The" /> The History Of The Housewarming Party And Traditional Gift Ideas

The History Of The Housewarming Party And Traditional Gift Ideas

Dated: 11/04/2013

Views: 26284

Everyone has heard of it, everyone has gone to one. But what is it? Why do we do it? But most importantly, where does it come from? A House Warming Party is something that has been around for a while with their origins being unknown other than it’s believed to have been a tradition that started in France. A Housewarming party as traditionally known must take place within approximately 180 days after moving into a new home. The term “housewarming” itself is descended literally from the act of “warming” a new home, a long time ago, in the days before central heating. Old friends and new neighbors from around the community would bring firewood, and build fires in all the available fireplaces, offering the firewood as a gift. Besides from the act of warming the home, it was believed that in the warming of the house, with warmth and friendship the party would also repeal evil spirits. Houses that sat uninhabited were considered to be the occupants of “spirits” and would require a certain level of clearing out before being occupied by children.These days, we have central heating, so a formal “warming ceremony” really isn’t required. But it can certainly be a great reason to get together and show your new place off, as well as meet some new friends, and have a party. Gifts are always a great idea when attending a House Warming Party, and you can never go wrong with a nice bottle of wine, or a case of beer. But if you’re looking for some neat, and traditional housewarming ideas, then take a look at these traditional housewarming ideas.

1. Pineapple

So this one seems a little bit odd I know. But this tradition started back in the days of Christopher Columbus who first stumbled upon the pineapple when he landed on the Caribbean island of Guadalupe. Once Guadalupe was an established port more and more seafarers started to visit and they couldn’t resist taking the fruit home with them, the pineapple over the years became a symbol of hospitality. Sailors would place pineapples outside their gates to announce their safe return and invite friends to visit. Today, a fresh pineapple serves as a warm welcome to any new homestead. It’s not uncommon to see pictures and statues built or painted around homes.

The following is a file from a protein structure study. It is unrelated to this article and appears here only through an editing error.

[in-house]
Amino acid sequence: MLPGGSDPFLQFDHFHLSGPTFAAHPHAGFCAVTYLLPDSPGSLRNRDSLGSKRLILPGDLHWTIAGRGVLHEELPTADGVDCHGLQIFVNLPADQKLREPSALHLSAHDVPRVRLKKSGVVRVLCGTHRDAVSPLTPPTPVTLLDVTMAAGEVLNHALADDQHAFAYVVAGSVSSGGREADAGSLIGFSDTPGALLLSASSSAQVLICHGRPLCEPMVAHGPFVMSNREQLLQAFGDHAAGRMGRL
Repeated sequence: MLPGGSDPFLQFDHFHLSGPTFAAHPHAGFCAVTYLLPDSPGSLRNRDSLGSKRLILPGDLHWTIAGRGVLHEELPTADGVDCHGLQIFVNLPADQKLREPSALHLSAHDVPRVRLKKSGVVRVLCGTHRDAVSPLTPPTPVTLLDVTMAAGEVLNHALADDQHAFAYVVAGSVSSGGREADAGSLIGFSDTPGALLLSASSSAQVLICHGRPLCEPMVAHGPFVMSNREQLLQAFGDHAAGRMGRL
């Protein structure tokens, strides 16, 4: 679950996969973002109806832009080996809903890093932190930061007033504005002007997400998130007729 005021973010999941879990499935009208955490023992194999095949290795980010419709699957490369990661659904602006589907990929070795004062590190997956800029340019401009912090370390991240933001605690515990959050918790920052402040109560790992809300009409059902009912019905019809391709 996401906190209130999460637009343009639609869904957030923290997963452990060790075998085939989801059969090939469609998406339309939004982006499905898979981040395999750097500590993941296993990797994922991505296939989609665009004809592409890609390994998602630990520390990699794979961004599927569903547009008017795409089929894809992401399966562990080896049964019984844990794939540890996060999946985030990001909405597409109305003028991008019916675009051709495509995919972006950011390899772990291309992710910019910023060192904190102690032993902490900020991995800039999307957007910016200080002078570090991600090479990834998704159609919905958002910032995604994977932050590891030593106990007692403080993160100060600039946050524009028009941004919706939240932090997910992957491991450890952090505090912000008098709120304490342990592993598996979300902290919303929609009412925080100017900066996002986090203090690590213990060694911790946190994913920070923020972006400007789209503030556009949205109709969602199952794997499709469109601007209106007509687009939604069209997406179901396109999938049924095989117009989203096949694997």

The pineapple has indeed a colorful history spanning from colonial times and is today heralded as the princess of fruits and credited as the symbol of hospitality and welcome.

2. Bread, Salt and Wine

A gift of salt, bread and wine is a longstanding housewarming tradition, and Churches in Northwest Florida are certainly fans of this tradition. The thought behind these three simple, but very good gifts are as followed: Bread – that this house may never know hunger. Salt – that life may always have flavor. Wine – that joy and prosperity may reign forever.”

3. Acorns

This gift has its roots in Germany, as the legend of the oak tree being the “tree of heaven.” The Ancient Norsemen adopted the acorn as a protective symbol and placed the nuts across their windowsills to ward off evil spirits. The next time you look around stores with household decorations you’ll notice a wide array of acorn-themed housewares, from cake pans to cookie cutters to bookends. Now you know why!
Acorns were thought to protect ancient Norsemen from Thor the god of thunderAcorns were thought to protect ancient Norsemen from Thor, the god of thunder.

4. Candles

Why doesn’t like candles? Candles represent light and warmth, and are a common housewarming gift in many cultures,  in the wish that new homes will always be full of joy and light.

5. Live Plants

If you’re going to a housewarming party of someone you know, and they have a green thumb, then you should consider some live plants for your gift. Live plants serve both a symbolic and a decorative purpose. Plants represent life, fertility and prosperity, and have a long history as housewarming gifts.

6. Brooms

The theory to prepare the home for Children, this ones a good one, and while you may not be sweeping out spirits, it is a good idea to sweep out whatever dust or trash the previous owners may left you. Now, I know that giving someone a broom isn’t necessarily an attractive gift, experienced homeowners will quickly come to appreciate a high-quality broom, or you can go get a “decorative broom” and leave a card with the meaning behind it.A “burden basket” at the front door invites guests to leave their troubles outside.

7. Baskets

The Apache Indians had “burden baskets” to gather fruits, nuts and berries. Today, homeowners of all nationalities frequently place burden baskets at their front door to capture the worries and stresses of daily life. Residents and visitors alike are encouraged to preserve the home’s harmony by leaving burdens at the door. Woven baskets also symbolize wholeness, togetherness, and family.So here’s the history behind the Housewarming party tradition, as well as some gift ideas for you if you’ve been invited to one. Remember, that the greatest gift that you can give someone is friendship and a helping hand, so if you get invited to one last minute, don’t stress!

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